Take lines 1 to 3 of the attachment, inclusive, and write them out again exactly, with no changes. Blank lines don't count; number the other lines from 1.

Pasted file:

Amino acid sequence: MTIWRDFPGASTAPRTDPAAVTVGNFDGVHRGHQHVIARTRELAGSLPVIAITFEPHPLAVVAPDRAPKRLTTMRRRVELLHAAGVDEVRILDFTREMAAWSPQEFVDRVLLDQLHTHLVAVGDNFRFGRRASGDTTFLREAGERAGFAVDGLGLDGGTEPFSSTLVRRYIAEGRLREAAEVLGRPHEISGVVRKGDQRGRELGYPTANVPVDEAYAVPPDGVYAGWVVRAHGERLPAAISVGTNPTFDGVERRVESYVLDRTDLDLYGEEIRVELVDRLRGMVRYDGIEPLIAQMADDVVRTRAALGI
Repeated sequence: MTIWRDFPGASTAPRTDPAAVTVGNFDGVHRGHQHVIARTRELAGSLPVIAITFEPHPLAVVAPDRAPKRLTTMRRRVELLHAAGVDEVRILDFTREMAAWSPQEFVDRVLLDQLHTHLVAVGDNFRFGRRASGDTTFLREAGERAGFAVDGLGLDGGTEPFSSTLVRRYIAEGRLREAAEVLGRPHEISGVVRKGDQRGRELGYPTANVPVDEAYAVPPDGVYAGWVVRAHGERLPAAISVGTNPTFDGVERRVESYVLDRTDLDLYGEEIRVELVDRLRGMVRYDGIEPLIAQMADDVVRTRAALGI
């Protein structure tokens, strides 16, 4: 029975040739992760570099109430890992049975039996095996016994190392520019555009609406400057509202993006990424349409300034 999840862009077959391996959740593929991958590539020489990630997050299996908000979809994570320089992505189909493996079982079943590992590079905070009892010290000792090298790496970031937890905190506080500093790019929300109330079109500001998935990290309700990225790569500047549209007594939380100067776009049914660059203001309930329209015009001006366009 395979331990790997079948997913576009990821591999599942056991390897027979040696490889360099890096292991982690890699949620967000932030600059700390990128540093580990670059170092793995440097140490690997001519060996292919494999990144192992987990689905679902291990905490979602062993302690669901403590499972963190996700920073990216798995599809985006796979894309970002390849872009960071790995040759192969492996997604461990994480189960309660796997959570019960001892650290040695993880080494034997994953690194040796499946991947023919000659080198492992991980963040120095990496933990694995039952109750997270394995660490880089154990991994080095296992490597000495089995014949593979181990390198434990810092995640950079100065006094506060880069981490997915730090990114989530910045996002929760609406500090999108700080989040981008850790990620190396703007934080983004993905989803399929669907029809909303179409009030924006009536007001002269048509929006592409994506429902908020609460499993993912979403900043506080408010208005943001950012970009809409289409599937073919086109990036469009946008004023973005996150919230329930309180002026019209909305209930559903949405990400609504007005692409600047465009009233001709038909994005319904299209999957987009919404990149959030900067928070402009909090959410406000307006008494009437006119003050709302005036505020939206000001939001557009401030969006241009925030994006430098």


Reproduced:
Amino acid sequence: MTIWRDFPGASTAPRTDPAAVTVGNFDGVHRGHQHVIARTRELAGSLPVIAITFEPHPLAVVAPDRAPKRLTTMRRRVELLHAAGVDEVRILDFTREMAAWSPQEFVDRVLLDQLHTHLVAVGDNFRFGRRASGDTTFLREAGERAGFAVDGLGLDGGTEPFSSTLVRRYIAEGRLREAAEVLGRPHEISGVVRKGDQRGRELGYPTANVPVDEAYAVPPDGVYAGWVVRAHGERLPAAISVGTNPTFDGVERRVESYVLDRTDLDLYGEEIRVELVDRLRGMVRYDGIEPLIAQMADDVVRTRAALGI
Repeated sequence: MTIWRDFPGASTAPRTDPAAVTVGNFDGVHRGHQHVIARTRELAGSLPVIAITFEPHPLAVVAPDRAPKRLTTMRRRVELLHAAGVDEVRILDFTREMAAWSPQEFVDRVLLDQLHTHLVAVGDNFRFGRRASGDTTFLREAGERAGFAVDGLGLDGGTEPFSSTLVRRYIAEGRLREAAEVLGRPHEISGVVRKGDQRGRELGYPTANVPVDEAYAVPPDGVYAGWVVRAHGERLPAAISVGTNPTFDGVERRVESYVLDRTDLDLYGEEIRVELVDRLRGMVRYDGIEPLIAQMADDVVRTRAALGI
């Protein structure tokens, strides 16, 4: 029975040739992760570099109430890992049975039996095996016994190392520019555009609406400057509202993006990424349409300034 999840862009077959391996959740593929991958590539020489990630997050299996908000979809994570320089992505189909493996079982079943590992590079905070009892010290000792090298790496970031937890905190506080500093790019929300109330079109500001998935990290309700990225790569500047549209007594939380100067776009049914660059203001309930329209015009001006366009 395979331990790997079948997913576009990821591999599942056991390897027979040696490889360099890096292991982690890699949620967000932030600059700390990128540093580990670059170092793995440097140490690997001519060996292919494999990144192992987990689905679902291990905490979602062993302690669901403590499972963190996700920073990216798995599809985006796979894309970002390849872009960071790995040759192969492996997604461990994480189960309660796997959570019960001892650290040695993880080494034997994953690194040796499946991947023919000659080198492992991980963040120095990496933990694995039952109750997270394995660490880089154990991994080095296992490597000495089995014949593979181990390198434990810092995640950079100065006094506060880069981490997915730090990114989530910045996002929760609406500090999108700080989040981008850790990620190396703007934080983004993905989803399929669907029809909303179409009030924006009536007001002269048509929006592409994506429902908020609460499993993912979403900043506080408010208005943001950012970009809409289409599937073919086109990036469009946008004023973005996150919230329930309180002026019209909305209930559903949405990400609504007005692409600047465009009233001709038909994005319904299209999957987009919404990149959030900067928070402009909090959410406000307006008494009437006119003050709302005036505020939206000001939001557009401030969006241009925030994006430098």